MIT seeks to speed up pandemic research with AI-aided journal

Berkeley-directed outlet plans open peer reviews and cross-discipline focus

June 29, 2020
Source: iStock

Hoping to speed up coronavirus-related research, the Massachusetts Institute of Technology is creating a new journal using artificial intelligence tools to rapidly compile scientific findings for open review and sharing.

The online journal, called Rapid Reviews: Covid-19, will cull articles from preprint formats, add peer reviews and openly share the results regardless of whether the process ends in a traditional decision to publish.

RR:C19 will be managed by MIT Press and led editorially by Stefano Bertozzi, a professor of health policy and management at the University of California, Berkeley.

Its creation was driven by several objectives for fighting the pandemic and perhaps beyond, said Amy Brand, director of the MIT Press, including increased speed and scientific accountability at a moment that is demanding rapid advances and greater interdisciplinary integration.

“We want to align with what the research community is doing and what it wants,” Dr Brand said. “But we also want to build in more quality control and more accountability, and that can exist certainly beyond Covid-19.”

The structure is similar to the system in which the Gates Foundation has been openly publishing peer reviews on research work conducted by its grant recipients, Professor Bertozzi said.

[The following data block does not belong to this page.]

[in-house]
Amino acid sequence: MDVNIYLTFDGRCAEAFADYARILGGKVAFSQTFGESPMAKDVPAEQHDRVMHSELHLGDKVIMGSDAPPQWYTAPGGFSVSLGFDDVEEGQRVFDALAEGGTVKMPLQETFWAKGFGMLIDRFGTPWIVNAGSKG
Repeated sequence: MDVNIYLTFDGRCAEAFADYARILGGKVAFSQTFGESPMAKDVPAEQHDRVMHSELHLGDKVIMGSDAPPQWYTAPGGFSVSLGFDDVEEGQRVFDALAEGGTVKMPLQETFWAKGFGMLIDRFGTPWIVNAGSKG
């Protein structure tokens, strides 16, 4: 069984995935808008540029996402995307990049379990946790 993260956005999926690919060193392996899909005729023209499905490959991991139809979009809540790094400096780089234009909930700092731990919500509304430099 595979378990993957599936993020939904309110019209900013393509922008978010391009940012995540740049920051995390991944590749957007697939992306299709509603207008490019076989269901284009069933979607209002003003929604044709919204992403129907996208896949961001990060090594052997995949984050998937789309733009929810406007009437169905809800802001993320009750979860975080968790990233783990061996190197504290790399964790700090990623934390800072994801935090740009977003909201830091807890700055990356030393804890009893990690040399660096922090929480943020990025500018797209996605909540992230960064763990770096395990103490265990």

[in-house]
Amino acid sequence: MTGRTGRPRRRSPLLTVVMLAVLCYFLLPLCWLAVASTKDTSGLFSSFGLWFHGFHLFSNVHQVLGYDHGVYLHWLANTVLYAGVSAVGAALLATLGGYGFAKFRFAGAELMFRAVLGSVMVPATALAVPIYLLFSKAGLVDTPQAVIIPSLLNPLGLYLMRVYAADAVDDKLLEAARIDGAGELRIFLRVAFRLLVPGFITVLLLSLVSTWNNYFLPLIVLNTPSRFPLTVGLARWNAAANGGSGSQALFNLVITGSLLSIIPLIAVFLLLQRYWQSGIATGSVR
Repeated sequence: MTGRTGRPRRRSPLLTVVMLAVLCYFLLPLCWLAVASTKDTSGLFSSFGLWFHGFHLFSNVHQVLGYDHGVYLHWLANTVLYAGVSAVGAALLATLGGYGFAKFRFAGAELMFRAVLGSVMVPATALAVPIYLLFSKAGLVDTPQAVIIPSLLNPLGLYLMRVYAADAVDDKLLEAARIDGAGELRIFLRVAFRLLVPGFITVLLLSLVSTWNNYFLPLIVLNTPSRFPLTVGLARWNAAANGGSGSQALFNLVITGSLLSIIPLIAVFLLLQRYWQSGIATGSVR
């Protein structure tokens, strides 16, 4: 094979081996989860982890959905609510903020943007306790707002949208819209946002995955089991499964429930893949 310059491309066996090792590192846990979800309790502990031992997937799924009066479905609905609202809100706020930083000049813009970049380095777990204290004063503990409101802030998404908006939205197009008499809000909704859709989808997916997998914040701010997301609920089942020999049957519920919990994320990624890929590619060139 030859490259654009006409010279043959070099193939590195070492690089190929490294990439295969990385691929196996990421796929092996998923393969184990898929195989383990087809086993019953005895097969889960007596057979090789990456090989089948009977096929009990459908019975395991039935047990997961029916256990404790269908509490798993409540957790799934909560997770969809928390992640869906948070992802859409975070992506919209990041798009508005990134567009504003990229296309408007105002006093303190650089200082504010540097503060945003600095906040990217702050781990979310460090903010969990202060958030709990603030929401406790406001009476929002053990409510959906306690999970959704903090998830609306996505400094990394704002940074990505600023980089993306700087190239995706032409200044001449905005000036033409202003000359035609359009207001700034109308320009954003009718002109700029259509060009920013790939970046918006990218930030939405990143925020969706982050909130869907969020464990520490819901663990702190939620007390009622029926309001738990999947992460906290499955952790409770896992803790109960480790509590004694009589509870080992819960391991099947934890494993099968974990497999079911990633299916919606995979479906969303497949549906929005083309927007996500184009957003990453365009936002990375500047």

One key goal of such systems, he said, was to avoid situations in which a poor piece of scientific work was sent to multiple journals then published by the only journal where reviewers overlooked the flaws.

“Basically, you get ‘no’ from Dad. So then you go to Mom, and Mom doesn’t know that Dad said ‘no’ and why. And so you ask Mom, and maybe she says ‘yes’,” Professor Bertozzi said of current practices in academic publishing.

RR:C19, established with a $350,000 (£280,000) grant from the Patrick J. McGovern Foundation, is the latest in a series of efforts to help coronavirus-focused scientists triage a flood of inputs of varying reliability from their colleagues.

Another initiative, outlined last month by several major open-access publishers including Plos and eLife, created a common pool of experts in virus-related fields who stand ready to quickly review journal submissions on a shared basis.

That coalition now has more than 1,600 reviewers. Plos also is eager to proactively review submissions on preprint servers, and to incorporate comments left on preprints into its formal peer review processes, and it has been talking with MIT Press and others about expanding such methods, Plos representatives said.

For now, Dr Brand said, the McGovern Foundation support means that RR:C19 will not charge author fees – the typical method that open-access journals use to support themselves without subscription revenue.

Aided both by AI technologies and graduate students with expertise in a variety of fields – including economics, psychology and mental health – RR:C19 hopes to review dozens of articles a month, adding the peer reviews and any resulting exchanges with the authors.

In some cases, the end result will appear as an RR:C19 article; in others, the product will remain on the preprint server where it was found. That second option, Dr Brand said, hopefully will give researchers the freedom to let RR:C19 quickly assess and highlight their findings without abandoning the possibility of later publication in a more prestigious journal.

Even if scientists quickly find effective Covid-19 treatments or cures, Dr Brand hopes that RR:C19 will show lasting value. Its life beyond the pandemic, therefore, could be a measure of how effectively it helps to transform scientific norms and processes. “It will evolve accordingly,” she said.

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